Iraqi Prime Minister Haider al-Abadi says the destruction of an ancient mosque in the city of Mosul is “an official declaration of defeat” by so-called Islamic State (IS).
Iraqi forces say IS blew up the Great Mosque of al-Nuri and its famous leaning minaret as jihadists battled to stop advancing pro-government troops.
IS said American aircraft had destroyed the complex, a claim denied by the US.
Aerial photographs show the complex largely destroyed.
The mosque, which was more than 800 years old, was where IS leader Abu Bakr al-Baghdadi made a speech on the establishment of a “caliphate” in 2014.
Its destruction has brought widespread condemnation.
A senior US commander in Iraq said IS had destroyed “one of Mosul and Iraq’s great treasures”.
“This is a crime against the people of Mosul and all of Iraq, and is an example of why this brutal organisation must be annihilated,” Maj Gen Joseph Martin said.
The Iraqi commander in charge of the offensive to retake Mosul said troops were within 50m (160ft) of the mosque when IS “committed another historical crime”.
Thousands of Iraqi security forces, Kurdish Peshmerga fighters, Sunni Arab tribesmen and Shia militiamen, supported by US-led coalition warplanes and military advisers, are involved in the battle to retake the key city, which was launched on 17 October last year.
The government announced the full “liberation” of eastern Mosul in January but the west of the city has presented a more difficult challenge, with its narrow, winding streets.
The al-Nuri mosque dated back to 1172 and was named after a noble who fought against the early crusaders.
The leaning minaret was nicknamed “the hunchback”.
A month after IS forces overran Mosul in June 2014, Baghdadi gave a Friday sermon from the pulpit inside the mosque and proclaimed a caliphate – a state governed in accordance with Islamic law, or Sharia, by God’s deputy on Earth, or caliph.
It was his first public appearance in many years.
On Sunday, commanders announced the start of the “final chapter” of the offensive, with Iraq’s counter-terrorism service, army and federal police attacking the Old City from all directions.
The army said it believed there were no more than 300 militants left in Mosul, compared with almost 6,000 at the start of the offensive in October.
Earlier this week aircraft dropped leaflets urging civilians to avoid open spaces and to take any opportunity to escape.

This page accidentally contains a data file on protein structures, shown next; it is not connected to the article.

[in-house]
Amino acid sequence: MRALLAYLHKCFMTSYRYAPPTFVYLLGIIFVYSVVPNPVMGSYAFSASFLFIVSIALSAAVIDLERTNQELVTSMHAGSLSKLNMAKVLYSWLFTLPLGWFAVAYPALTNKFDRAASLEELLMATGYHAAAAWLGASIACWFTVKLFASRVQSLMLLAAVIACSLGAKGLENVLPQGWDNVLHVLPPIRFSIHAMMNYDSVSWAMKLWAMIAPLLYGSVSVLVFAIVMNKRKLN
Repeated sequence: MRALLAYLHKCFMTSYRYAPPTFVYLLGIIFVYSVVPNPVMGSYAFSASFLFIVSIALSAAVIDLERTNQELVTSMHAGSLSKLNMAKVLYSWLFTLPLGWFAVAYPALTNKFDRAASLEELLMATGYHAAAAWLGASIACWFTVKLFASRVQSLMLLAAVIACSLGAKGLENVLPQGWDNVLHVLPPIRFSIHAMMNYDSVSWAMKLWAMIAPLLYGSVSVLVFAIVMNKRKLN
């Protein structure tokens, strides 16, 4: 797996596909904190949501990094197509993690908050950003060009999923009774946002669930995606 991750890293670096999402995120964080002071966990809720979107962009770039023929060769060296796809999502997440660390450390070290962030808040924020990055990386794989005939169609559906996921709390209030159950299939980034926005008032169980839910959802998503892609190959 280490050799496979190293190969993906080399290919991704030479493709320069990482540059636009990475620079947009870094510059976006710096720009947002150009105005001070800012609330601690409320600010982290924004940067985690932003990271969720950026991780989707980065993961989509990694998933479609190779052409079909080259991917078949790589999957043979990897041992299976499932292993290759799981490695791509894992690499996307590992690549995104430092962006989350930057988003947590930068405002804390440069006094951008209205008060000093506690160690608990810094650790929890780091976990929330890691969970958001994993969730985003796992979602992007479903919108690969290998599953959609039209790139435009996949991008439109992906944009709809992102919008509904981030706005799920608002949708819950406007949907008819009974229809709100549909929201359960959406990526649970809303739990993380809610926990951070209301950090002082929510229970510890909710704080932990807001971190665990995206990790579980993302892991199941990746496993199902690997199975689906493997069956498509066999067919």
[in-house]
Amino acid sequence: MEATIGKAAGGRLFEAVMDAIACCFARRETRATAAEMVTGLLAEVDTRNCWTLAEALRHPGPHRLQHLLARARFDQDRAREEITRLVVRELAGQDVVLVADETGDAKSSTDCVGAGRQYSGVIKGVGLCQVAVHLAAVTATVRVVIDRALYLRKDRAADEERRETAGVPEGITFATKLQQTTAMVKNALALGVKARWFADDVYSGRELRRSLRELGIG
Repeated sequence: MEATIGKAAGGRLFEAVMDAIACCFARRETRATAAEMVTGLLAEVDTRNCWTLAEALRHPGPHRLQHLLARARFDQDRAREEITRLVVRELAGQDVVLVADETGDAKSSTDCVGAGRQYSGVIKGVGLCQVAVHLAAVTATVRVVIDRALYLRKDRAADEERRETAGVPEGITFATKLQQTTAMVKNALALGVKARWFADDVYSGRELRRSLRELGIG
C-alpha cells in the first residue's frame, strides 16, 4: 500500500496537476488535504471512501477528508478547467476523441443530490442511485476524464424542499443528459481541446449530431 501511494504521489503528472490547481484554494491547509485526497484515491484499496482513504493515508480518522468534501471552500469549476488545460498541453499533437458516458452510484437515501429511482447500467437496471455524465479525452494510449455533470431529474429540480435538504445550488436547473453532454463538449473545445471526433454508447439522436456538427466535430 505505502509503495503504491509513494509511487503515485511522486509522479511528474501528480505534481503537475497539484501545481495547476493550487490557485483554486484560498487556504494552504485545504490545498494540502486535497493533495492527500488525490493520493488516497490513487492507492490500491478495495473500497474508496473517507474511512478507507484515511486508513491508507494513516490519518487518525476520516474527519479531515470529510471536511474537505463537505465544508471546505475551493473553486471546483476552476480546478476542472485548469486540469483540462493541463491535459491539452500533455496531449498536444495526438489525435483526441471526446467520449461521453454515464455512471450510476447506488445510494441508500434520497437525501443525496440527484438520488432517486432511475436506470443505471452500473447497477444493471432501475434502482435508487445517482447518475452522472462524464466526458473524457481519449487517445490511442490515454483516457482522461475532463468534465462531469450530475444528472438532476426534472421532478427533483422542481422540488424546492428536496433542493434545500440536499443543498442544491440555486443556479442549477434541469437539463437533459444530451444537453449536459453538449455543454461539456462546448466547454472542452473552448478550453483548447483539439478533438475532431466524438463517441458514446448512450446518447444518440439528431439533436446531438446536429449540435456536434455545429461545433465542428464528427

The UN has warned that IS may be holding more than 100,000 people in Mosul as human shields.
But on Tuesday Iraqi forces said they were releasing civilians previously trapped under IS control in the Old City.
In statements to state-run Iraqia TV, a military official said: “We have broken the siege of IS and allowed the civilians to leave. This is evidence that IS has lost control.”
Why would IS blow up the Nuri mosque? By Paul Adams, BBC News World Affairs correspondent
It is Mosul’s most famous Sunni mosque, named after the Muslim leader, Nur al-Din Mahmoud Zangi, famous for waging jihad against Christian crusaders.
And it is where the leader of Islamic State, Abu Bakr al-Baghdadi, made his one and only public appearance, shortly after his group declared a caliphate in Iraq and Syria.
But IS fighters have shown scant regard for history or culture in the three years since their lightning advance across northern Iraq.
Reports that they rigged the Nuri mosque with explosives have been circulating since Iraqi government forces began their effort to take back the city nine months ago.
Destruction of the mosque, most observers assumed, would mark the group’s final act of angry defiance before finally losing their grip on Mosul.
IS claims that the mosque was destroyed by a US airstrike. This seems unlikely but such is the savage nature of the struggle for control of Mosul that it’s fair to say that preserving the city’s cultural and religious heritage has not been a high priority for anyone involved.